Desertification in China

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Desertification in China

Photographer: Hwee Young How


Inner Mongolia, China¹s third largest province, is fighting severe desertification, much like the provinces of Xinjiang, Gansu, Qinghai, Ningxia, Shaanxi, Heilongjiang and Hebei. Over-grazing, logging, deforestation of land for expanding farms and population pressure, along with droughts have steadily turned vast fertile grasslands into sandy dunes.

Desertification of China's land has caused grave economic losses as farmers abandon parched lands and worsened rural poverty. Winds from the desert whipped up sandstorms across the country which combined with air pollutants spreads as far as North and South Korea, Japan and even North America.

China has adopted measures to stop the land degradation such as reforestation, resettling nomadic Mongolians from grasslands to urban areas and restricting grazing areas. Tree planting has become a key government effort to fight desertification and many non-governmental organizations (NGOs), such as Shanghai Roots & Shoots, are supporting the government’s reforestation endeavors. The NGO launched the Million Tree Project in 2007 in Kulun Qi with the aim to plant its first million trees by 2014 to hinder the expanding desert. At the end of April 2011, they have planted more than 600,000 trees.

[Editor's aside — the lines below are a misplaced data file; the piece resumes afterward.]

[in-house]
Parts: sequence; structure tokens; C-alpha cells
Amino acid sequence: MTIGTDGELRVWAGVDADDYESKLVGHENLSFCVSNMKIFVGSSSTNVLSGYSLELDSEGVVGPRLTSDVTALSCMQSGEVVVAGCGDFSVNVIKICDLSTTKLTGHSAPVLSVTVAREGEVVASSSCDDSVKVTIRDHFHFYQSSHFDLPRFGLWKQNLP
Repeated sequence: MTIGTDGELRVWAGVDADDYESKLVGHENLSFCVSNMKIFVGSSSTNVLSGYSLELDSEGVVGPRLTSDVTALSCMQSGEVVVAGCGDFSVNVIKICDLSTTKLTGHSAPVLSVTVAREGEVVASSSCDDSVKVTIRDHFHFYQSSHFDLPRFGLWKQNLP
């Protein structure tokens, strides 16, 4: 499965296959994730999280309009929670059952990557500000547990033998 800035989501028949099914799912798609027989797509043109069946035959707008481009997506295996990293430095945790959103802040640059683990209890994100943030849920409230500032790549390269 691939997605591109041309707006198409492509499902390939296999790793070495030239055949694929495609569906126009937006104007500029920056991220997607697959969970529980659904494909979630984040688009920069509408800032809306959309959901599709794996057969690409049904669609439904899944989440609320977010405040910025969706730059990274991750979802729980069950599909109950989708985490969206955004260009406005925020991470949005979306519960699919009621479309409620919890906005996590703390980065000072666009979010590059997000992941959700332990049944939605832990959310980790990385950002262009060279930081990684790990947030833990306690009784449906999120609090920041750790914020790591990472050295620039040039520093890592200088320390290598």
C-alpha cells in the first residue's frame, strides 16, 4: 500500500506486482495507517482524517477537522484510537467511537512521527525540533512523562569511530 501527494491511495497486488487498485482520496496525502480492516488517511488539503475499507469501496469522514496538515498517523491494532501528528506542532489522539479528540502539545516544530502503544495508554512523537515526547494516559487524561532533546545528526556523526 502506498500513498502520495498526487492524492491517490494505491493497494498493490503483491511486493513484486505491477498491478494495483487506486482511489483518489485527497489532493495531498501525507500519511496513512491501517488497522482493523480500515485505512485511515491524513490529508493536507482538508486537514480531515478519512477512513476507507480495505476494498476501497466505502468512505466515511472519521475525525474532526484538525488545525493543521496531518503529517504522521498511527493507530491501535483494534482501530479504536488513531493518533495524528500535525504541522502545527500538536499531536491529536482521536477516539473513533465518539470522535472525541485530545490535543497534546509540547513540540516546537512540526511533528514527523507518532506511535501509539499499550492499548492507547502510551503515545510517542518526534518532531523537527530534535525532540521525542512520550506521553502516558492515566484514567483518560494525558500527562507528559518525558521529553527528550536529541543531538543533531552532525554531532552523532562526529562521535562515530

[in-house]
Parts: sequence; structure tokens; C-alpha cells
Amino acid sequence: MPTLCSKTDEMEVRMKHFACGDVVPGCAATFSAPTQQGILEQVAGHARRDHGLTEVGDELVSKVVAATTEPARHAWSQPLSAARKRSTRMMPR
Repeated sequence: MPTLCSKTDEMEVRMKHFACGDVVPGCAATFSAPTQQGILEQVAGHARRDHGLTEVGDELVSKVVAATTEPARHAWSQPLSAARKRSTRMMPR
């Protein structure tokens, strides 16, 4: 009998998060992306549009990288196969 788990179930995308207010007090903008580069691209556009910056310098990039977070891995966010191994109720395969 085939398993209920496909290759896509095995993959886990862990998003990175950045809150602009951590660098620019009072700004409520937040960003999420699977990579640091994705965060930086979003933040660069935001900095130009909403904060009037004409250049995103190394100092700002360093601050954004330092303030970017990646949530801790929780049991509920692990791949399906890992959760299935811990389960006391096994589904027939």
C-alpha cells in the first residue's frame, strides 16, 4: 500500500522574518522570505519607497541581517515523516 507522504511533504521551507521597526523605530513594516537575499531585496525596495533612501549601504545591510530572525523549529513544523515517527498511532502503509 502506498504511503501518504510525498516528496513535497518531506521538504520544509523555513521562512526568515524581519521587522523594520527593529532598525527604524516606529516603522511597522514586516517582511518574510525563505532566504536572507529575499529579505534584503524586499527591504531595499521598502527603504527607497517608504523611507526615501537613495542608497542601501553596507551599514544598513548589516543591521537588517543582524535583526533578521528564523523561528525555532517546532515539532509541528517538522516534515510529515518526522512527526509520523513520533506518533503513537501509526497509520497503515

Local farmers take care of the trees planted by the volunteers and themselves on plots of land allocated by the local government where they are licensed to harvest the trees that have reached maturity, but only on the condition that they replant on the same plot. Many farmers embraced the tree planting initiative which many see as a win-win situation that protects their crops and provide economic rewards. ‘It is good to plant trees to preserve our land and save them for the next generation,’ says local farmer and grandfather Wang Xide.